MS1023 Business Statistics with Computer Applications Homework #1 MCQs

| August 30, 2017

Question
MS1023 Business Statistics with Computer Applications Homework #1

1. Sue Taylor, Director of Global Industrial
Sales, is concerned by a deteriorating sales
trend. Specifically, the number of industrial
customers is stable at 1,500, but they are
purchasing less each year. She orders her
staff to search for causes of the downward
trend by surveying all 1,500 industrial
customers. For this study, the set of 1,500
industrial customers is ______________.
a) a parameter
b) a sample
c) the population
d) a statistic
e) the frame
2. Sue Taylor, Director of Global Industrial
Sales, is concerned by a deteriorating sales
trend. Specifically, the number of industrial
customers is stable at 1,500, but they are
purchasing less each year. She orders her
staff to search for causes of the downward
trend by selecting a focus group of 40
industrial customers. For this study, the set
of 40 industrial customers is ________.
a) a parameter
b) a sample
c) the population
d) a statistic
e) the frame
3. Sue Taylor, Director of Global Industrial
Sales, is concerned by a deteriorating sales
trend. Specifically, the number of customers
is stable at 1,500, but they are purchasing
less each year. She orders her staff to
search for causes of the downward trend by
surveying all 1,500 industrial customers.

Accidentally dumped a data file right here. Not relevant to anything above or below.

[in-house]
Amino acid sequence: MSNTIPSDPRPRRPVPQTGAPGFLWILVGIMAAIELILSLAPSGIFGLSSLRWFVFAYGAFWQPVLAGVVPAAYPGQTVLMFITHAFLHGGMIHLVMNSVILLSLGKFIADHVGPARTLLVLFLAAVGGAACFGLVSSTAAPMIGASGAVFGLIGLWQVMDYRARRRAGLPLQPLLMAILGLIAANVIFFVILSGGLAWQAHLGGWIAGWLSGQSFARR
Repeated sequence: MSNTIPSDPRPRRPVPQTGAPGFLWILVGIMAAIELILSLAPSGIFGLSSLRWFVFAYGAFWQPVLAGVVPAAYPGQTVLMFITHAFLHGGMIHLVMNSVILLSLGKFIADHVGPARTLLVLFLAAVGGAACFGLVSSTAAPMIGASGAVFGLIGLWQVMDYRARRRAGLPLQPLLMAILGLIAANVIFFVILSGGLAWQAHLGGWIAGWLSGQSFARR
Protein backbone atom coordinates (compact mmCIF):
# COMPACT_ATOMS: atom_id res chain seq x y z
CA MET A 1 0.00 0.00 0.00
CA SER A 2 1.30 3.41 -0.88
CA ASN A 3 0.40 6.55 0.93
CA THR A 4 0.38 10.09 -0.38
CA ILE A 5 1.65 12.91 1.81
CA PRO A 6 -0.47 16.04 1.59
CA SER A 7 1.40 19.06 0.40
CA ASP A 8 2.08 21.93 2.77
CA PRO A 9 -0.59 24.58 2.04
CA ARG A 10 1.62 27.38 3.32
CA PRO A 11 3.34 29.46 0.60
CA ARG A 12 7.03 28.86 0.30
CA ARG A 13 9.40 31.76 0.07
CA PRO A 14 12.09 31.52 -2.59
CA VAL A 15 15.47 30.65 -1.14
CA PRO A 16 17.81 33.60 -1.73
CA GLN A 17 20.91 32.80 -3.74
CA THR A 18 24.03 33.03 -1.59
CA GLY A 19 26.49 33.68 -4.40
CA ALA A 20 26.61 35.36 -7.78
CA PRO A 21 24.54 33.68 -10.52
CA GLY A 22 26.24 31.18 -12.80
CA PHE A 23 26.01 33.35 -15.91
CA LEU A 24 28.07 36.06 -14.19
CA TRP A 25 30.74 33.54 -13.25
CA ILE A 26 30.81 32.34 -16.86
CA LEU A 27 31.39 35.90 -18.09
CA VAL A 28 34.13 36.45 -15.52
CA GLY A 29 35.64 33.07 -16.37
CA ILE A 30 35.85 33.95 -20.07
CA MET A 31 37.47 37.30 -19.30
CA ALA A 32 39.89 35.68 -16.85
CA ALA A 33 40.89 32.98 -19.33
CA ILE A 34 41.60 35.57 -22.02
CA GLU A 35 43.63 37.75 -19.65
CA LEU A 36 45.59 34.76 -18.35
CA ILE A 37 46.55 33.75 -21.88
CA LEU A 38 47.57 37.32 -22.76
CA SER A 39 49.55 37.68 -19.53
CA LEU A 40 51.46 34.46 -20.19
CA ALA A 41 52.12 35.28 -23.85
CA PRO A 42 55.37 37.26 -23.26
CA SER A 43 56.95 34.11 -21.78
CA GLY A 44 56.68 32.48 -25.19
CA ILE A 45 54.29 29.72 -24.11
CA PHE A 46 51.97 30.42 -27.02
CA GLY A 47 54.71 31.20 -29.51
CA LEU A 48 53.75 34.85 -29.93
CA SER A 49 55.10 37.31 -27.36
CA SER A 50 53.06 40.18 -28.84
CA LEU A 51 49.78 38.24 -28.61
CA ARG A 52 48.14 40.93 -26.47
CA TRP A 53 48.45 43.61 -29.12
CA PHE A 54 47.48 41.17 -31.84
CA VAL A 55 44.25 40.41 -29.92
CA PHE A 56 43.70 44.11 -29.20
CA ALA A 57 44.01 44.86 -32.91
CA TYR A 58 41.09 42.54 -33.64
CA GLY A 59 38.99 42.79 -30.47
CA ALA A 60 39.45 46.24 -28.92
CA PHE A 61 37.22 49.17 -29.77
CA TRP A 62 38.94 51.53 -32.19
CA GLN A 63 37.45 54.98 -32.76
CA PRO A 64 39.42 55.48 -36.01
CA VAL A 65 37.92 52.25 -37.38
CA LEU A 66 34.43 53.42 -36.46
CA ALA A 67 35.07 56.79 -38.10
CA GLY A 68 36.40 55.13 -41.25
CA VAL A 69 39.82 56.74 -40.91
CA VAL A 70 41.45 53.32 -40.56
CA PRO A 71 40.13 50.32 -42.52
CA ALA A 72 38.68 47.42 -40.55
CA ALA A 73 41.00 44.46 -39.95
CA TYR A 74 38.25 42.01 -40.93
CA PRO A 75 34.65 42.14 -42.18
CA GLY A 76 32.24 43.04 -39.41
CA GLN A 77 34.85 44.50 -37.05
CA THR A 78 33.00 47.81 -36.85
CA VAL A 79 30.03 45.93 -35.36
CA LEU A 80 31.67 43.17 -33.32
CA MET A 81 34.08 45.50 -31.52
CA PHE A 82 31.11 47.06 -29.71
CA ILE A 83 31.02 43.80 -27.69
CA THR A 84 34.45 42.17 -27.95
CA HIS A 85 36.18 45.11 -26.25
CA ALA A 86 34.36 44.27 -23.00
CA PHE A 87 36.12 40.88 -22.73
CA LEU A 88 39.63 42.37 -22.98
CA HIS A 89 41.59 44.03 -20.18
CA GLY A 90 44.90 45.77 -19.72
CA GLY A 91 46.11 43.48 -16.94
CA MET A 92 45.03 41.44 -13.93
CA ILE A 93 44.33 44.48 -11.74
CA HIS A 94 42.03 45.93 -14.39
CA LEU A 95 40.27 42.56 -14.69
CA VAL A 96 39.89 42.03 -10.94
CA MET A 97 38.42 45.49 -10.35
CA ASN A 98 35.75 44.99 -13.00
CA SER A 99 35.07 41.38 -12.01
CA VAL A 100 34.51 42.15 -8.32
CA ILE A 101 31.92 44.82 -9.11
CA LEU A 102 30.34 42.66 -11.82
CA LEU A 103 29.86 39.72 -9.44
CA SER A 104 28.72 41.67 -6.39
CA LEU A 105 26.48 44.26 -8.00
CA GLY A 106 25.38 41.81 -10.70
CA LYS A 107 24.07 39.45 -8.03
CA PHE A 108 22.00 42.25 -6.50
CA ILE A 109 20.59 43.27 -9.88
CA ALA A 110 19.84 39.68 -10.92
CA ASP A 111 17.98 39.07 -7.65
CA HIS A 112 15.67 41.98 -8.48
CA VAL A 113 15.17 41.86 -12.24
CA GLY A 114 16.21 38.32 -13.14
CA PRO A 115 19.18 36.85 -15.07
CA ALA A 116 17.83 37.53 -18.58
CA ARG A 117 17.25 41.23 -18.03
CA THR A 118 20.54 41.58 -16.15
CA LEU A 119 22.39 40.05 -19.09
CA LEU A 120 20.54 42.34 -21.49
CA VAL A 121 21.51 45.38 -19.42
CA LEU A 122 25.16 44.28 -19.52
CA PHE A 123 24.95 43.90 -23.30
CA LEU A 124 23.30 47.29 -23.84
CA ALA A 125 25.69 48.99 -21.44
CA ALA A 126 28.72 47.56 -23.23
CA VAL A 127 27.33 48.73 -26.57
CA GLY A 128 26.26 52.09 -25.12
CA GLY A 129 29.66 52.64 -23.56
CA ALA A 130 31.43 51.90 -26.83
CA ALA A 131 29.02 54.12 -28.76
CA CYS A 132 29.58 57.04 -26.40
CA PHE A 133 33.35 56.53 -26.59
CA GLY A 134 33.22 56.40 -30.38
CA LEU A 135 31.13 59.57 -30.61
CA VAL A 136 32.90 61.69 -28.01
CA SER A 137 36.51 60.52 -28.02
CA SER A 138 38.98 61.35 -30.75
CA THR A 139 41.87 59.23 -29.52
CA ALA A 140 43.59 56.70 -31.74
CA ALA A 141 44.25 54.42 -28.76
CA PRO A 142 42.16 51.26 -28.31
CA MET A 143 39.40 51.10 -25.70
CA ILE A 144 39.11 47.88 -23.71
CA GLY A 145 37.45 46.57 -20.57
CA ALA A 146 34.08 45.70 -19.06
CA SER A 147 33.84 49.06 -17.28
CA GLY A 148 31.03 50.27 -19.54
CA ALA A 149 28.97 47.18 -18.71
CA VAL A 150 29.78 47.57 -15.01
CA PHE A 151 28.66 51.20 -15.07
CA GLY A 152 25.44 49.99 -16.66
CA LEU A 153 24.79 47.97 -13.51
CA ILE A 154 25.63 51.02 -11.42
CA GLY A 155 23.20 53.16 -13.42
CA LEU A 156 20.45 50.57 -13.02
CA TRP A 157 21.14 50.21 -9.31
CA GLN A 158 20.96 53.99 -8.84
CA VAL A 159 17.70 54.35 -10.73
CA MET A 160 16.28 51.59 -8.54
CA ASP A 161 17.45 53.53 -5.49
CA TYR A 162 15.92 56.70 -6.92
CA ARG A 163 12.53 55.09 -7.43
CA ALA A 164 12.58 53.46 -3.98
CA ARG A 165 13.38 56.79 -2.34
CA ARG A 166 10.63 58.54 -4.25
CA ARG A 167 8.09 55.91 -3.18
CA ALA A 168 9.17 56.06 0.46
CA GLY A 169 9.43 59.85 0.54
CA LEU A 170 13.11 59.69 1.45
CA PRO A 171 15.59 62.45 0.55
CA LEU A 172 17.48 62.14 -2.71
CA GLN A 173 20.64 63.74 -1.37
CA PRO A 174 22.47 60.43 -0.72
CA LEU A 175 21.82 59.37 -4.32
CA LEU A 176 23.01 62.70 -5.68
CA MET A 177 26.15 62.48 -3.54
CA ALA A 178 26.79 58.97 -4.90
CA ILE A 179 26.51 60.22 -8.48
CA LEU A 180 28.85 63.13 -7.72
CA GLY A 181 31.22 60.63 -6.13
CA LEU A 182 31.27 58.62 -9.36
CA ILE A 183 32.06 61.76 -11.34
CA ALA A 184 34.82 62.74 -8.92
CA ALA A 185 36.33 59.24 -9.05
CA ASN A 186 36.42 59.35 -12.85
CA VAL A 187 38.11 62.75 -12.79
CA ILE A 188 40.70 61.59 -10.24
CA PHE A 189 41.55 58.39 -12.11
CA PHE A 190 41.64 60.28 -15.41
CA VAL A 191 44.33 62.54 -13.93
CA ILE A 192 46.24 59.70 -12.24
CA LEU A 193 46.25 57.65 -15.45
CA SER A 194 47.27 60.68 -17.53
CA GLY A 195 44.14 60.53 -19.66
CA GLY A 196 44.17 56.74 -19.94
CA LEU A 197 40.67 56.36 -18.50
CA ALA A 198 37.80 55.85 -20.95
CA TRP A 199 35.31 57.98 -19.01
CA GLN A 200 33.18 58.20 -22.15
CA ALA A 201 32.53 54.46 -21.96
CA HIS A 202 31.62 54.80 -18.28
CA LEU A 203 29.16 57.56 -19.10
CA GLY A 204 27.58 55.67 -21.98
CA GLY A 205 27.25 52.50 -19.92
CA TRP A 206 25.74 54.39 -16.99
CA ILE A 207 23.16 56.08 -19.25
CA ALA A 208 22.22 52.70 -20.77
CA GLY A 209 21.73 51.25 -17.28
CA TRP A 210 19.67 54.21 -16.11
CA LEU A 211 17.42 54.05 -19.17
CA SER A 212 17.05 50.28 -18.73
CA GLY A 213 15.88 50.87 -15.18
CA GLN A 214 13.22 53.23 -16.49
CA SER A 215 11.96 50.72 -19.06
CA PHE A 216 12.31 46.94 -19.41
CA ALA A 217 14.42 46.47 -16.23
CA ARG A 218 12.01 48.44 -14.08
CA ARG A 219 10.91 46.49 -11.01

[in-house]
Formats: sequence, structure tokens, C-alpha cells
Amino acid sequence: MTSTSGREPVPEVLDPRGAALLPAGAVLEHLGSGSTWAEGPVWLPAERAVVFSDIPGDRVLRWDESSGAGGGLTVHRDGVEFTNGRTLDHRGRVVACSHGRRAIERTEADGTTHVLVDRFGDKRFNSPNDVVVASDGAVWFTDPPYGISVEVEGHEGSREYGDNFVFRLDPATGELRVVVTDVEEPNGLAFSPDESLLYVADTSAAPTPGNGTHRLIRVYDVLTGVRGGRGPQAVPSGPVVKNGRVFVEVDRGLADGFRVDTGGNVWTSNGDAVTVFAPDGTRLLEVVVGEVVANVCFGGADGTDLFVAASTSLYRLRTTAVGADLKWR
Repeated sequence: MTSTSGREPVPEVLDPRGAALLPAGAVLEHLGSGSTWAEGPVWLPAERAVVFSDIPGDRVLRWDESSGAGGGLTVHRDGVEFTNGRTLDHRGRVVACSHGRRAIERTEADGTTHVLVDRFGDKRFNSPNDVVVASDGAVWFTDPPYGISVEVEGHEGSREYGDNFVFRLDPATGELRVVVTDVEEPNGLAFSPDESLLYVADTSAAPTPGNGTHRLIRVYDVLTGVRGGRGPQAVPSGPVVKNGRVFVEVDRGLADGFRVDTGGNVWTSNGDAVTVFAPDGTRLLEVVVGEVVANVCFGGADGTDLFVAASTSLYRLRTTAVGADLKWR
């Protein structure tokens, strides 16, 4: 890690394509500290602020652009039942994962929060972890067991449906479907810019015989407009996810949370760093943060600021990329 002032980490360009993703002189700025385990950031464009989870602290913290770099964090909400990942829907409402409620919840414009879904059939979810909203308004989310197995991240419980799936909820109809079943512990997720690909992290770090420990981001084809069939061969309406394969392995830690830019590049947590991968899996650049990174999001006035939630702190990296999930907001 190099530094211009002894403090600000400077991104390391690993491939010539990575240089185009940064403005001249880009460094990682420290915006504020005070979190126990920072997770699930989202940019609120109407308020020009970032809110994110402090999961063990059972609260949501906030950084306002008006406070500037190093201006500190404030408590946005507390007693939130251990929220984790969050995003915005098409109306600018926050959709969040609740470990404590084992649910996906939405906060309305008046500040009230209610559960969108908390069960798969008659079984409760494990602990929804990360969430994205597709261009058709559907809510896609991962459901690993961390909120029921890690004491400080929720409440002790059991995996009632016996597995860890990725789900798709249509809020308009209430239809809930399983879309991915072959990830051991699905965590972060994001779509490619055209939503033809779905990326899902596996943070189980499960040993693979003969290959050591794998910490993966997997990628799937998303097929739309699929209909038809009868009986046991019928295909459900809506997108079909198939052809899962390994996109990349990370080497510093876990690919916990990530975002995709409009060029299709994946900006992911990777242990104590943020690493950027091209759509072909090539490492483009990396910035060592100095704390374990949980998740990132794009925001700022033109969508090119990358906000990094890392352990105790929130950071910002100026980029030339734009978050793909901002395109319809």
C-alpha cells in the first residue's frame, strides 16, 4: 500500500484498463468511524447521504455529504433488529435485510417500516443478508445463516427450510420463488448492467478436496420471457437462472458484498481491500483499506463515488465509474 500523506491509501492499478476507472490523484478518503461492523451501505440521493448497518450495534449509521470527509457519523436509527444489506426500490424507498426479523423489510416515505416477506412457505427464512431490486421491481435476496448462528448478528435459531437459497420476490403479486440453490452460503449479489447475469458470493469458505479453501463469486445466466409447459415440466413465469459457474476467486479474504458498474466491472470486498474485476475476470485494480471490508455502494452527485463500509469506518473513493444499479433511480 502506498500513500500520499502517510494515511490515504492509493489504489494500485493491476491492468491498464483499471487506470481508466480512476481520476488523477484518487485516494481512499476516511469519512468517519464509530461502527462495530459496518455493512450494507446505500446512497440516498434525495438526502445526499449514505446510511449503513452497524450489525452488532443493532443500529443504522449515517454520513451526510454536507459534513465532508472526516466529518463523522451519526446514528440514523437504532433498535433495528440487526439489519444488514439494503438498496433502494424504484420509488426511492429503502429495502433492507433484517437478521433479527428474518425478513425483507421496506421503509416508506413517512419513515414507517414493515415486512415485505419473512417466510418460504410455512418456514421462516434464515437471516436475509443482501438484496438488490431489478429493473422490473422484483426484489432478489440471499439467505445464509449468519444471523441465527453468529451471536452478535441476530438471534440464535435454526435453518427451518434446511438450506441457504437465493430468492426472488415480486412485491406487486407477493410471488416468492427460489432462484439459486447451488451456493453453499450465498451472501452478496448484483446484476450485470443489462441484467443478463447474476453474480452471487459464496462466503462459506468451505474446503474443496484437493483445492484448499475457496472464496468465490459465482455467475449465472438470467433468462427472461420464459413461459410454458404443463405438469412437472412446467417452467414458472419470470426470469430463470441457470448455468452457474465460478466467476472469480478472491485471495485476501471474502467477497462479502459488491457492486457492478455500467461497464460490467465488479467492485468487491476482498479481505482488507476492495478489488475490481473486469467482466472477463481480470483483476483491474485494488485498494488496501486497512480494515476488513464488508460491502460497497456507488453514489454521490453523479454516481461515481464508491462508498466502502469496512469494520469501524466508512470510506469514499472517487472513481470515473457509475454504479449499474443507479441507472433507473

Sue is ordering a __________.
a) statistic from the industrial customers
b) census of the industrial customers
c) sample of the industrial customers
d) sorting of the industrial customers
e) parameter of the industrial customers
4. Sue Taylor, Director of Global Industrial
Sales, is concerned by a deteriorating sales
trend. Specifically, the number of customers
is stable at 1,500, but they are purchasing
less each year.
She orders her staff to search for causes of
the downward trend by surveying all 1,500
industrial customers. One question on the
survey asked the customers: “Which of the
following best describes your primary
business: a. manufacturing, b. wholesaler,
c. retail, d. service.” The measurement
level for this question is
_________________.
a) interval level
b) ordinal level
c) nominal level
d) ratio level
e) relative level
5. Which scale of measurement has these
two properties: linear distance is meaningful
and the location of origin (or zero point) is
arbitrary?
a) Interval level
b) Ordinal level
c) Nominal level
d) Ratio level
e) Minimal level
6. Which scale of measurement has these
two properties: linear distance is
meaningful and the location of origin (or
zero point) is absolute (or natural)?
a) Interval level
b) Ordinal level
c) Nominal level
d) Ratio level
e) Relative level
7. Which of the following operations is
meaningful for processing nominal data?
a) Addition
b) Multiplication
c) Ranking
d) Counting
e) Division
MS1023 Business Statistics with Computer Applications Homework #1

8. Which of the following operations is
meaningful for processing ordinal data, but
is meaningless for processing nominal
data?
a) Addition
b) Multiplication
c) Ranking
d) Counting
e) Division
9. The social security number of employees
would be an example of what level of data
measurement?
a) Interval level data
b) Ordinal level data
c) Nominal level data
d) Ratio level data
e) Relative level data